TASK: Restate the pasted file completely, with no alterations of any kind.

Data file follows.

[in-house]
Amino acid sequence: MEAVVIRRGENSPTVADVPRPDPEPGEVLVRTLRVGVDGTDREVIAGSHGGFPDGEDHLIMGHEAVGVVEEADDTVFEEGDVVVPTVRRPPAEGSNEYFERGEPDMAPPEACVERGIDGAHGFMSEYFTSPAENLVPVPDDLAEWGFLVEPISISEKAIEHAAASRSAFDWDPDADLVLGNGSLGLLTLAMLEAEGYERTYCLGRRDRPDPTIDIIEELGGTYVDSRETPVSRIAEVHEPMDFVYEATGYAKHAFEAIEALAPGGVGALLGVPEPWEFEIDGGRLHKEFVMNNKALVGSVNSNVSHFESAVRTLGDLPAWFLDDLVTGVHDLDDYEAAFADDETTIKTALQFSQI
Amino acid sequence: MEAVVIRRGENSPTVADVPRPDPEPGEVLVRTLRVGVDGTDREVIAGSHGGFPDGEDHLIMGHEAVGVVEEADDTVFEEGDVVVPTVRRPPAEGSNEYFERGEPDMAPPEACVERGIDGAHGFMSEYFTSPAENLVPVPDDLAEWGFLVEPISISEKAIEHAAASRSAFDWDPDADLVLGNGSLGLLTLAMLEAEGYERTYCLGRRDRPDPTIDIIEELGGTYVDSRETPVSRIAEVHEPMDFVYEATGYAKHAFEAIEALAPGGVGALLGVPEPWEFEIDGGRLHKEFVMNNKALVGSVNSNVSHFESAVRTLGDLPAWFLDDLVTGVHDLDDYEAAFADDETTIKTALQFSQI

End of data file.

[in-house]
Amino acid sequence: MEAVVIRRGENSPTVADVPRPDPEPGEVLVRTLRVGVDGTDREVIAGSHGGFPDGEDHLIMGHEAVGVVEEADDTVFEEGDVVVPTVRRPPAEGSNEYFERGEPDMAPPEACVERGIDGAHGFMSEYFTSPAENLVPVPDDLAEWGFLVEPISISEKAIEHAAASRSAFDWDPDADLVLGNGSLGLLTLAMLEAEGYERTYCLGRRDRPDPTIDIIEELGGTYVDSRETPVSRIAEVHEPMDFVYEATGYAKHAFEAIEALAPGGVGALLGVPEPWEFEIDGGRLHKEFVMNNKALVGSVNSNVSHFESAVRTLGDLPAWFLDDLVTGVHDLDDYEAAFADDETTIKTALQFSQI
Amino acid sequence: MEAVVIRRGENSPTVADVPRPDPEPGEVLVRTLRVGVDGTDREVIAGSHGGFPDGEDHLIMGHEAVGVVEEADDTVFEEGDVVVPTVRRPPAEGSNEYFERGEPDMAPPEACVERGIDGAHGFMSEYFTSPAENLVPVPDDLAEWGFLVEPISISEKAIEHAAASRSAFDWDPDADLVLGNGSLGLLTLAMLEAEGYERTYCLGRRDRPDPTIDIIEELGGTYVDSRETPVSRIAEVHEPMDFVYEATGYAKHAFEAIEALAPGGVGALLGVPEPWEFEIDGGRLHKEFVMNNKALVGSVNSNVSHFESAVRTLGDLPAWFLDDLVTGVHDLDDYEAAFADDETTIKTALQFSQI